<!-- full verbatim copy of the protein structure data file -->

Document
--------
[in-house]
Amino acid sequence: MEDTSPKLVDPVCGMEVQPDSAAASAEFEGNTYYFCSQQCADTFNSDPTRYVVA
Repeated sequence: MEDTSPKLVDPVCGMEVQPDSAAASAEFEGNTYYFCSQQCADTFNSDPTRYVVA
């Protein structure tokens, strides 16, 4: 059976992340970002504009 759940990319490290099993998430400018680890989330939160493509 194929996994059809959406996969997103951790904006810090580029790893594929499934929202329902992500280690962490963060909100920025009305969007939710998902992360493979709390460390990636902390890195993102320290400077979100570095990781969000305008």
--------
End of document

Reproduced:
[in-house]
Amino acid sequence: MEDTSPKLVDPVCGMEVQPDSAAASAEFEGNTYYFCSQQCADTFNSDPTRYVVA
Repeated sequence: MEDTSPKLVDPVCGMEVQPDSAAASAEFEGNTYYFCSQQCADTFNSDPTRYVVA
């Protein structure tokens, strides 16, 4: 059976992340970002504009 759940990319490290099993998430400018680890989330939160493509 194929996994059809959406996969997103951790904006810090580029790893594929499934929202329902992500280690962490963060909100920025009305969007939710998902992360493979709390460390990636902390890195993102320290400077979100570095990781969000305008």